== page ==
Ready to eat!  A pretty Larsware bowl seemed appropriate.

I let the meatballs simmer a bit too long, but they were tasty.  I may try this again and watch the time more carefully.


Resolutions Report

I finished the second sock!

They are definitely not this pink in real life!

I also finished a blanket block for Warm Up America! and one of the UFO baby blankets that was in a bin in my stash:

The block for Warm Up, America!



I read The Game of Life and How to Play It, and while it is a bit "woo" for me, it has a lot about how to do more positive thinking.  I mentioned it in a discussion group at work, and a couple people said they read it every year, so at least one other is going to look for a copy.

01 January 2023

Full of things that have never been.

The full quote, by Rainer Maria Rilke, is And now we welcome the new year, full of things that have never been.”   It wasn't in one of his poems, but a letter to his wife, the sculptor Clara Westhoff, written on 1 January 1907.

What are my plans for 2023?  Many of them are the same as they have been, and which I listed last year:

  • Cooking
  • Reading
  • Knitting and Crocheting
  • Eating Ice Cream
What shall I do that is new, that "has never been"?  I have some ideas, but as always, there are lists available for those who need help.  Both Parade Magazine and NPR provide sample lists of resolutions.  Another site gives a list of "101 Things to Get Rid of on January 1st", and I am pleased at how many of the items I don't have.  I do have old toothbrushes and socks with holes, but I use these for cleaning - socks make great dusting mitts.

Thanks to a dyer/designer's blog I found the artist who created this list:

While cleaning out some things I found an old list from my congregation.  Surprisingly it contains only seventeen items; usually Jewish lists of this type include eighteen, because the word for "eighteen" in Hebrew is the same as the word for "life": חי (chai)

Again, many are things that I do.  Some are complicated; some are harder.  At the bottom is "Learn Something New".  While earlier they suggest the Hebrew language, there are other new things I can try.  I still haven't figured out what it might be.

So for the moment, these are my

Resolutions for 2023

Reading:  Of course!  I told Goodreads I would read 12 books, and on my  "Resolve to Read Giveaway" entry for Half Price Books I said 16, since they don't have you track.  I'd rather set the bar a bit lower when I am held accountable.  Personally, I am going to try for 18 again.  And yes, as with last year it will include the in-progress books, although first I want to read this one:

Just the title suggests it's a good starting place for a new year.

Completing UFOs:  I still have the second sock of the Magical Miniskeins set, but I am closing on completion as I'm in the leg portion:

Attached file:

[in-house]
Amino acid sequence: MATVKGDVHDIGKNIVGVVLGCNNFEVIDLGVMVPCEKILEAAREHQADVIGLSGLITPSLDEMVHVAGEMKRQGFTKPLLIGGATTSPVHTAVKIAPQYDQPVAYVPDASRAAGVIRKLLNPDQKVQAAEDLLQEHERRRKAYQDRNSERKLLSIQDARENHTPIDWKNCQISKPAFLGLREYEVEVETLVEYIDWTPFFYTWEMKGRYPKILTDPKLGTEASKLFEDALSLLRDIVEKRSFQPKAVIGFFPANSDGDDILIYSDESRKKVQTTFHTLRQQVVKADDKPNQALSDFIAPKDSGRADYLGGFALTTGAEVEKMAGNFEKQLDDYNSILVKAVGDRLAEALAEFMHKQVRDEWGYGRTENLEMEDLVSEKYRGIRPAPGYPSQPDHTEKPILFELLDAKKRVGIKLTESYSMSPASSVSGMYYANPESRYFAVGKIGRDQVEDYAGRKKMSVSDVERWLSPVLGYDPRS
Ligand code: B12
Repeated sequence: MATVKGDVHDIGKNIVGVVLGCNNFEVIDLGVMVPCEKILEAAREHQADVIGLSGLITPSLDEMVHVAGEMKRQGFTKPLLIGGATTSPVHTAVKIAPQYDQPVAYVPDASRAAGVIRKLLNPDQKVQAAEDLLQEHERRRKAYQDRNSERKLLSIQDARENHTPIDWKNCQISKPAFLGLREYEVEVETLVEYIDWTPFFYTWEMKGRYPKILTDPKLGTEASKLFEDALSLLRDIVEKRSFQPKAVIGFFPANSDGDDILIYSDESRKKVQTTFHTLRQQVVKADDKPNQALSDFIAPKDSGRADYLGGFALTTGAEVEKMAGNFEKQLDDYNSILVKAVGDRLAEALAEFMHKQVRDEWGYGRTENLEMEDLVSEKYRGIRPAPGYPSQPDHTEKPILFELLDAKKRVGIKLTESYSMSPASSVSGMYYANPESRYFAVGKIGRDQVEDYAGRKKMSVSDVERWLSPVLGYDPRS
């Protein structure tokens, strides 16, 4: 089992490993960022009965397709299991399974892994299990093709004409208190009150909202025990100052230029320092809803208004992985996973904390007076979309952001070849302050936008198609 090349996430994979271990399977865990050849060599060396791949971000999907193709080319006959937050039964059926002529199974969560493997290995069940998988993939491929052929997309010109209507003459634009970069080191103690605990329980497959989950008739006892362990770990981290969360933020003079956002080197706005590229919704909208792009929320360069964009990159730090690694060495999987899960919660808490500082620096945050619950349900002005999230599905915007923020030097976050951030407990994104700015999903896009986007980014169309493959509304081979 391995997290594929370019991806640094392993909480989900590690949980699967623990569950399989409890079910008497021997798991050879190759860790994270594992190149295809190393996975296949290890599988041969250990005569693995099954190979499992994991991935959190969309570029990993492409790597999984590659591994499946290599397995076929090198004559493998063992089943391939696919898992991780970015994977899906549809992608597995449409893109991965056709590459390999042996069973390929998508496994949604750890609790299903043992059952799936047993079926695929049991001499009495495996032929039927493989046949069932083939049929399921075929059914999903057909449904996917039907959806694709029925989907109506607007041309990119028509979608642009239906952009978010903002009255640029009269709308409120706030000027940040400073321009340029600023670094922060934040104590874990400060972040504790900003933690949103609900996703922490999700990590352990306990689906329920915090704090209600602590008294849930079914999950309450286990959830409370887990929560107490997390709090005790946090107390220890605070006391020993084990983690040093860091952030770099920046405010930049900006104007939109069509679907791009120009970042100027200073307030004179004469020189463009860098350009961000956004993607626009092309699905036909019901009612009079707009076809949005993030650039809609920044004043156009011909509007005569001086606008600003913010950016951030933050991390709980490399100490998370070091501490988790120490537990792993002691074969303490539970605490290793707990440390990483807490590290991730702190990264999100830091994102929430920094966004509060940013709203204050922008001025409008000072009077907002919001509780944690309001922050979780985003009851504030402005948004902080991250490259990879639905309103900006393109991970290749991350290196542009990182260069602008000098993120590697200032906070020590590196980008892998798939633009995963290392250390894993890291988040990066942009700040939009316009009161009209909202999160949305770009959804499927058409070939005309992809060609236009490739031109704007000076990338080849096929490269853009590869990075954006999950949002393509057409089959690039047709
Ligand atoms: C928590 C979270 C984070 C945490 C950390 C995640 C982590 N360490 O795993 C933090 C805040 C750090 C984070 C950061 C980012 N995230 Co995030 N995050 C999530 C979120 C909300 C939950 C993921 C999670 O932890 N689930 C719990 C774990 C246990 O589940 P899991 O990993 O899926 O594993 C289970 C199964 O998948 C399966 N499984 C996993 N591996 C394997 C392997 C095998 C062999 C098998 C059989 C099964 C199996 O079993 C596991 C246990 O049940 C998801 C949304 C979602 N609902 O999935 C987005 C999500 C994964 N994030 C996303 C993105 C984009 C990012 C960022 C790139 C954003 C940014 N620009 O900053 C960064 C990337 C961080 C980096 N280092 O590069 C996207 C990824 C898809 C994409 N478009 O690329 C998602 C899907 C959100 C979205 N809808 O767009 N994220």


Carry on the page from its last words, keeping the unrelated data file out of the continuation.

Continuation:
Paused because I have to wind the next mini-skein.

While doing some organizing and sorting of things during the year, I've found some others.  Many others.  So quickest to hand as I write this post are a shawl, for which I think I know the pattern, and if not will start something else:

And the other baby blankets in the bin I pulled out when looking for yarn for Warm Up, America! items.

I may add to the list as the year progresses and I decide to work on other items, or just keep track of them as an unearthed UFO when I record their completion.  I know there's a blanket, and at least one other shawl, and at least one mini quilt top, plus one that is pieced but needs to be completed with backing, filling, and edging.

Cooking:  Yes, I'll be doing that.  Today I made hoppin' john (but with merguez instead of andouille sausage), and a blueberry pancake, both of which are traditional in my family.  I will keep making cheese soufflés when I visit my parents.  So what will be my new cooking challenge this year?  I think I'll try to cook once per month from one of the historical cooking YouTube channels I follow:  Tasting History, Townsends, English Heritage's "The Victorian Way" series.  And if I find others, I may try those too.  Franklin Habit has some cookery on his channel, and has blogged a few things, so I may try one of those as well.

Something New:  Still pondering.  I'll let you know what I decide.


The one on the right is from The Reader's Digest, in case you don't recognize the logo.

31 December 2022

Looking Back

As many people do this time of year, I am looking back to see what I have accomplished.  Starting with my original set of resolutions, most of which I have accomplished.  As of the last day of 2022, I am still working on the second sock that was one of my carry-over UFOs:


That's just shy of the heel on the in-progress sock, with two or three rounds of the gusset to go before I could turn the heel.

According to the chart I kept, I finished fifty-two knitted or crocheted items this year, which works out to one per week.  Not a huge output compared to some, but satisfactory.  Three were for my grandmother and six for me, which should please my mother who thinks I make too many things to donate to charities or give to others and not enough for myself.

In terms of reading, I set the bar low, because the previous year I didn't find a good focus.  So I ended up exceeding my intentions, completely reading eighteen books: